The women paused while a man on a tricycle rode by very slowly, so slowly that an ordinary person would have gone faster by walking. But this man had had a stroke or some other crippling neurological disorder, and he was riding his bike because he needed support to walk. I helped him park the bike, retrieved his footed cane, and set him up behind a shopping cart. He slurred his words badly but said that his name was Ernie and that he lived around the corner; that he went out like this for food every three days; and that it took him about two hours to do it. Then he thanked me and pushed the cart into the store, walking slower and more variably than a toddler. That Ernie is one tough little sumbitch.
The rain intensified in the last six miles to the park, and the last two miles were on a sandy road that coated our bikes and clothes with mud. We put up the camper and slowly washed and dried ourselves, cursing the day and moving around in the small camper like sailors in a submarine. Luckily the showers and a laundry room were nearby. After we all regained our composure, Jim and I left Sara in peace and went back into town. We bought beer at a government store and sat at Grandad’s Donut shop, the one place in Dunnville that has free wi-fi. We returned around 6om to find a south wind screaming off the lake at a good 30 miles an hour. Trees sheltered us from this, but the wind-blown rain continued until we went to bed.
Day 59: Rocky Point to Crystal Beach, ON
The rain stopped and the clouds cleared, and we woke up to a blue sky. Rocky Point Provincial Park has a sandy beach, but it also has shelves of shale sticking out into the water that give waves an impressive place to crash onto. We had a short day before us, just 30 miles, so we dawdled and dried things out and didn’t start riding until about 11 am. We rode through more cottages and lakeshore roads until we reached the town of Port Colbourne, where the Welland Canal enters Lake Erie. The Canal allows ships to avoid Niagara Falls when they travel between Lakes Erie and Ontario, and we stopped for lunch at a canalside café in hopes that we’d see something big pass by, but no luck. I did observe that Jim looked very Continental in his sunglasses, however, drinking une milkshake.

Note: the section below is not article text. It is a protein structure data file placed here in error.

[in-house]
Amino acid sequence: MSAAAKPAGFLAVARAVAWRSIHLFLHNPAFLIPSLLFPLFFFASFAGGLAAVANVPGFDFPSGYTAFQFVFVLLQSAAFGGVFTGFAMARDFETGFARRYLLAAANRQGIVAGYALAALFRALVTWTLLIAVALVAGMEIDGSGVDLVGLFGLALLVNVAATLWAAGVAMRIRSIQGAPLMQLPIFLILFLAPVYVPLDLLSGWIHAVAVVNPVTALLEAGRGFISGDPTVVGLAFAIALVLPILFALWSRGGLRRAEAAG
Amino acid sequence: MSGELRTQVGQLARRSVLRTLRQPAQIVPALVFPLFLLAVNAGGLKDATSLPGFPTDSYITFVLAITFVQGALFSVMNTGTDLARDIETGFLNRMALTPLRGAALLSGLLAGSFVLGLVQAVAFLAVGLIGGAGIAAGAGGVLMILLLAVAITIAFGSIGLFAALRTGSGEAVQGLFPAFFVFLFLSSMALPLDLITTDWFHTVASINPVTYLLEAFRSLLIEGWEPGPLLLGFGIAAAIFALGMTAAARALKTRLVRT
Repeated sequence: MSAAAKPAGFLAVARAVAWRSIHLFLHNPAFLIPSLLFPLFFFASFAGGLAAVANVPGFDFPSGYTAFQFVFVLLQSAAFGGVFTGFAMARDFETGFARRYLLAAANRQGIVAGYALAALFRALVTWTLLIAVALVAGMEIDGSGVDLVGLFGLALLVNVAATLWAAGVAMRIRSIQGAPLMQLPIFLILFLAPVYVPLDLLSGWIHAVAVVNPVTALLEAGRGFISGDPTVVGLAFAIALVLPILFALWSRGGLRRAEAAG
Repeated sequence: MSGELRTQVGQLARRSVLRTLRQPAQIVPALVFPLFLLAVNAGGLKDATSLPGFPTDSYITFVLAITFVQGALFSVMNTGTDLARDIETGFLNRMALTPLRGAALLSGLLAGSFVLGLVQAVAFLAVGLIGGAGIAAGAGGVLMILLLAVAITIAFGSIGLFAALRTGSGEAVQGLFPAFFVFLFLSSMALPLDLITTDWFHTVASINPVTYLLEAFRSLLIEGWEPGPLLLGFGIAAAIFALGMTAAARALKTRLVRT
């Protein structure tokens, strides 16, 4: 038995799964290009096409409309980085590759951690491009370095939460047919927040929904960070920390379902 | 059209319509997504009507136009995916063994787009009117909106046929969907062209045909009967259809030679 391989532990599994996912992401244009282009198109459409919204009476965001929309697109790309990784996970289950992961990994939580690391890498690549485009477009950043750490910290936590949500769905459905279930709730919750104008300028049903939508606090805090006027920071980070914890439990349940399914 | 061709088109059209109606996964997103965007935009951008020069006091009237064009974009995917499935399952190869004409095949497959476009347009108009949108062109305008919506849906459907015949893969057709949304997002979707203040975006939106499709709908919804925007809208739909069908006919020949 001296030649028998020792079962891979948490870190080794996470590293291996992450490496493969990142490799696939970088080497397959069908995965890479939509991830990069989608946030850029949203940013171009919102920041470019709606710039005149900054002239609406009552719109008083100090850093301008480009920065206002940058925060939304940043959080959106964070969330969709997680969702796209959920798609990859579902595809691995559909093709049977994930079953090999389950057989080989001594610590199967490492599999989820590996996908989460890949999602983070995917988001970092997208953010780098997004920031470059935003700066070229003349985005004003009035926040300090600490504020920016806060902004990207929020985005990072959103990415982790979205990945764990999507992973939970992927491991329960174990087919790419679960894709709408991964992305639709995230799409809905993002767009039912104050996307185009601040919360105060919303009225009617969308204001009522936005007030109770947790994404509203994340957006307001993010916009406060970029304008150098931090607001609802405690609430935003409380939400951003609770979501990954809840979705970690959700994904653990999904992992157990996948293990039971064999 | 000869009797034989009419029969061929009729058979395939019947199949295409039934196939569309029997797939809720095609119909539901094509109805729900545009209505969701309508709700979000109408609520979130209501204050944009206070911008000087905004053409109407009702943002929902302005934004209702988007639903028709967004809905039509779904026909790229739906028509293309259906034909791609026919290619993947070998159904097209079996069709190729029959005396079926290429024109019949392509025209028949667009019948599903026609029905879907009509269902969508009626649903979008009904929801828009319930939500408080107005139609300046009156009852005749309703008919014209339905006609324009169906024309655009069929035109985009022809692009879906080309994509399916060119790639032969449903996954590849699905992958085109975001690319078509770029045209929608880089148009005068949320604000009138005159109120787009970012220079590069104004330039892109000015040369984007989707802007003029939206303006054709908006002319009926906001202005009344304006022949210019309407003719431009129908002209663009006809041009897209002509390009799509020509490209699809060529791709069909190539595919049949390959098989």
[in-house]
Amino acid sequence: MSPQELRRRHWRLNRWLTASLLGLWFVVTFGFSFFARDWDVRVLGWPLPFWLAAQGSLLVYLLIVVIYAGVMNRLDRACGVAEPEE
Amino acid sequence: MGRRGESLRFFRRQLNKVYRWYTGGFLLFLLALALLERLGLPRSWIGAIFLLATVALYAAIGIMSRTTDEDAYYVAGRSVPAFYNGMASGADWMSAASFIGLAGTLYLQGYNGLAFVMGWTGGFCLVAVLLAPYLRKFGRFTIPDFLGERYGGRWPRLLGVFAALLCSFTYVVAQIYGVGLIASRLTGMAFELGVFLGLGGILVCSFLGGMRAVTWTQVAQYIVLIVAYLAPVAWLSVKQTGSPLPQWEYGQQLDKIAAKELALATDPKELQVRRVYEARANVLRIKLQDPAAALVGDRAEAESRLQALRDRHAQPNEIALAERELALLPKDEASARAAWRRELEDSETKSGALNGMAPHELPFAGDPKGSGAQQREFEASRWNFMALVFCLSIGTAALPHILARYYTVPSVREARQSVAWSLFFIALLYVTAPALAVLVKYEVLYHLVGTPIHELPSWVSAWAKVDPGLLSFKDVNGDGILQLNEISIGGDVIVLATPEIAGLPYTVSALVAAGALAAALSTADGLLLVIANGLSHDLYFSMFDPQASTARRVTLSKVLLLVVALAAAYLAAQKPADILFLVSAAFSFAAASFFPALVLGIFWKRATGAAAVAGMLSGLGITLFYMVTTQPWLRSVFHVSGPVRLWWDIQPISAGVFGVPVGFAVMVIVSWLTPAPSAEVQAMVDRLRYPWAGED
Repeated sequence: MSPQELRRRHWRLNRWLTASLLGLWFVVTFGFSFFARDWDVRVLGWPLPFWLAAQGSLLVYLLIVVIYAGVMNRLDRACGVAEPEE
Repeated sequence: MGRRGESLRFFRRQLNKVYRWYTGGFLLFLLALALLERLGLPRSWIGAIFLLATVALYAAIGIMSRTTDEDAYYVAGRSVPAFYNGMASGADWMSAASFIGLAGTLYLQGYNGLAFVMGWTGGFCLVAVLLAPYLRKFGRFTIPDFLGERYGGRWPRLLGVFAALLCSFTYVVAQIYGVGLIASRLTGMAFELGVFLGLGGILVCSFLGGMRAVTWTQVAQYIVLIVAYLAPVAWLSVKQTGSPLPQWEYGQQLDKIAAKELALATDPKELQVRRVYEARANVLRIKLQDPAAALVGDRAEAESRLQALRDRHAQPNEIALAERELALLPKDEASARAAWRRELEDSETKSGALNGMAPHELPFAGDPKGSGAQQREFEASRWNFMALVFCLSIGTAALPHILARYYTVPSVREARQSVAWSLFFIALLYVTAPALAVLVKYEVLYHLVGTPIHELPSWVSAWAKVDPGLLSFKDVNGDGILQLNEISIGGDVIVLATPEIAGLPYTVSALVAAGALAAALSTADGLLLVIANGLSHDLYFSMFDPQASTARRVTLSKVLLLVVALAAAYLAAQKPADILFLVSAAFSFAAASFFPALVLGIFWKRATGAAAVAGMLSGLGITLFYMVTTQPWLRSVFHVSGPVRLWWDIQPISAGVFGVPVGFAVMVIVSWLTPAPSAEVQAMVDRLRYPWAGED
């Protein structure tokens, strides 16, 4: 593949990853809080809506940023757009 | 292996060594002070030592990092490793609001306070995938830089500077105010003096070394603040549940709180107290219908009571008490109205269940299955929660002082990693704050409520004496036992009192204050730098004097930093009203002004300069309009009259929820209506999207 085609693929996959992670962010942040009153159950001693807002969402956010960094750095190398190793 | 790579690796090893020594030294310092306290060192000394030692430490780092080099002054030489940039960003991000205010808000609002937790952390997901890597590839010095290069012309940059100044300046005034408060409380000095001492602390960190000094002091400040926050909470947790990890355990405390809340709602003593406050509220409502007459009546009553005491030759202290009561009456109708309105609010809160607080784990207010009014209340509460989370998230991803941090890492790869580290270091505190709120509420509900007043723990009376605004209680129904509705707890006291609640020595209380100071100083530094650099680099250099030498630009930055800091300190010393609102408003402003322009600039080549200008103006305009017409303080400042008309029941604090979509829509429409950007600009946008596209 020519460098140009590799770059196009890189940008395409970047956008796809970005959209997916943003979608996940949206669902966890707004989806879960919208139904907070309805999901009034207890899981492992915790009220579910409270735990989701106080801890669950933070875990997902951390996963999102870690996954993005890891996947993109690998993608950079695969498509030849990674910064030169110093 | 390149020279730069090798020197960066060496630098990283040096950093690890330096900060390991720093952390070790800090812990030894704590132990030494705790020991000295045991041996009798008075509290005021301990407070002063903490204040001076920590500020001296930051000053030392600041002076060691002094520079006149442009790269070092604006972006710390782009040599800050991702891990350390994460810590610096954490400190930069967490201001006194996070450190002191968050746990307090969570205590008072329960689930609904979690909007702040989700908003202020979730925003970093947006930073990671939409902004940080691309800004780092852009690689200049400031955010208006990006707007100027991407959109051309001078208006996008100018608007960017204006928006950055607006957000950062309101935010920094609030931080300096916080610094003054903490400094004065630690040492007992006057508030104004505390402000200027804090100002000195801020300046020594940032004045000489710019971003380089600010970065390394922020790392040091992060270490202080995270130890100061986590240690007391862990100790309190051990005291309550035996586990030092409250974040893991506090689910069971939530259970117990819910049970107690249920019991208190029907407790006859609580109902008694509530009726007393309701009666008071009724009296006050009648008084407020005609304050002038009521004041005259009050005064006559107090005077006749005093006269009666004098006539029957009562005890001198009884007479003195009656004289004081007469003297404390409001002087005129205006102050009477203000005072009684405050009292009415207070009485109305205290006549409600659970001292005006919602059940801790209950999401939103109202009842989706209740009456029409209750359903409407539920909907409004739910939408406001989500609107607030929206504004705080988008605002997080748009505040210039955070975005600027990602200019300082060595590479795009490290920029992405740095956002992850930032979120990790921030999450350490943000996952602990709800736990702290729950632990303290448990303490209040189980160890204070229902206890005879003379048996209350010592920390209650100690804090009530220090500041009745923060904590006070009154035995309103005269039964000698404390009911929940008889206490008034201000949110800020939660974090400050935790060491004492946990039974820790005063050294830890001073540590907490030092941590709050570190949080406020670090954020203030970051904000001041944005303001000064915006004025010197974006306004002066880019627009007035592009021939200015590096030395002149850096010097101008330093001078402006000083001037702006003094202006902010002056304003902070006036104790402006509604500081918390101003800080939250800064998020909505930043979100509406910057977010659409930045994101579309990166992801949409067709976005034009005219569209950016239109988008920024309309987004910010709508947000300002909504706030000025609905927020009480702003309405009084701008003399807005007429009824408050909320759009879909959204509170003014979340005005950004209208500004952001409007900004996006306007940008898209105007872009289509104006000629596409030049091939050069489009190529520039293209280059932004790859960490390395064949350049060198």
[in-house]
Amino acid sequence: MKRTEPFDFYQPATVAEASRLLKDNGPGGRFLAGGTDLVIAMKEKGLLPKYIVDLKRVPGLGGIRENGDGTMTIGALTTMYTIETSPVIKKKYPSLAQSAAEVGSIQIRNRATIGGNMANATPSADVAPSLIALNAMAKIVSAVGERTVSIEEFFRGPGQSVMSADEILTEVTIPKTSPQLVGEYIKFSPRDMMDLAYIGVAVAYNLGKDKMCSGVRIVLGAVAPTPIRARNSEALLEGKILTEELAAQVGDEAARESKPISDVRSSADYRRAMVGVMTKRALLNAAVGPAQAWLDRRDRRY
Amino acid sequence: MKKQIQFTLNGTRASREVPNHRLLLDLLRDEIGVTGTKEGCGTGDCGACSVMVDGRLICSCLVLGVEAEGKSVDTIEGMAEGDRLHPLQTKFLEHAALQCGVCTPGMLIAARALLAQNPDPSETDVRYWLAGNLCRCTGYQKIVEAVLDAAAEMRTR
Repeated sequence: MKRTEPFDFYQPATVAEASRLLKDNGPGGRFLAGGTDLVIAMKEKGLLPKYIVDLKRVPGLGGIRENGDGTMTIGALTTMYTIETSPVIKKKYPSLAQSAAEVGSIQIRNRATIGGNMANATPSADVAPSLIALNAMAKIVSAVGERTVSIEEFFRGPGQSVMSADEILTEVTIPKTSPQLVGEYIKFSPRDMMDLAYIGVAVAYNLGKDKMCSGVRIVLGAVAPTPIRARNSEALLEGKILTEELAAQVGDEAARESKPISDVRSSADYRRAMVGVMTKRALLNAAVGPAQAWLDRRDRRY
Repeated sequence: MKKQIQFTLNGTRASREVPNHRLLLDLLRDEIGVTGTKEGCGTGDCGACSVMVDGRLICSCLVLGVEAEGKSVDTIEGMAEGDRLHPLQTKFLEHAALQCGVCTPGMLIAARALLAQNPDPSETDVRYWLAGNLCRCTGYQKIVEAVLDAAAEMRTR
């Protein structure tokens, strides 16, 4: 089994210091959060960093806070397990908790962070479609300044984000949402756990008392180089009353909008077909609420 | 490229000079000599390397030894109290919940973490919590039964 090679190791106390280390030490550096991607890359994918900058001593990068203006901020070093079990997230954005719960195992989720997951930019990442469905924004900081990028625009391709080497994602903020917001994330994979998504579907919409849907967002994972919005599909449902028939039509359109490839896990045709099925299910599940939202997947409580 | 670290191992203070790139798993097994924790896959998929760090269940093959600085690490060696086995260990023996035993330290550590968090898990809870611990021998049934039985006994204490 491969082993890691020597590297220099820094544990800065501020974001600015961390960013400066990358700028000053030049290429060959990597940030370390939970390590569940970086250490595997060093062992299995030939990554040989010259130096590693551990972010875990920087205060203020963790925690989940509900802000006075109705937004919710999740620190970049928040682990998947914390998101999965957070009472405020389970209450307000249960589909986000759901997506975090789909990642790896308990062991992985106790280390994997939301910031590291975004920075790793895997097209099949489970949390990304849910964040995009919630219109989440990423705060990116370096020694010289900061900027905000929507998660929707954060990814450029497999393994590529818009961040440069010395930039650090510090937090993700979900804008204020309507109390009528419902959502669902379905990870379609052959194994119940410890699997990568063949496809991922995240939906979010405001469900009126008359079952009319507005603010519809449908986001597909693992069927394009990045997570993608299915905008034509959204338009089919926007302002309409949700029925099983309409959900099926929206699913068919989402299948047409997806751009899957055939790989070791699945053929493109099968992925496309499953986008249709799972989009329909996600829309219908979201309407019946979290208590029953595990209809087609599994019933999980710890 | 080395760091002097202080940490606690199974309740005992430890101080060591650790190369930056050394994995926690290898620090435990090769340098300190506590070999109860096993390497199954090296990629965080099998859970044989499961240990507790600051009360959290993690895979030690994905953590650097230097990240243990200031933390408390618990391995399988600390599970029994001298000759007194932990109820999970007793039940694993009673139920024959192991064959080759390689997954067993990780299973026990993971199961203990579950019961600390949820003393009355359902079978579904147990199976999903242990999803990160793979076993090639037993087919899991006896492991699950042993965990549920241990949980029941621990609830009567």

We continued east on the Friendship Trail, a paved bike path that runs from the Canal to the Niagara River. It is part of the Greater Niagara Circle Route, a 90-mile rectangle of mostly paved off-road bike paths that links the canal, the river, and the two lakes. The Niagara Region of Canada is wired for bicycles. It has lots of helpful signs and even a train that can take your bike from Toronto to Niagara-On-The-Lake, so you can ride back on yet another paved path.
We rode into Ridgeway and met Jay and Joan Janowsky, two Ithaca friends who own a cottage here. They kindly delivered Tania and her bicycle so she could join the ride for the next three days. Jim peeled off for the afternoon while Tania and I rode to the Peace Bridge and back with the Janowskys. There is a great view of the Buffalo skyline from this trail. We returned to a nice motel, met up with Jim and Sara, had dinner with Jay and Joan and their son, and got ready to start through New York.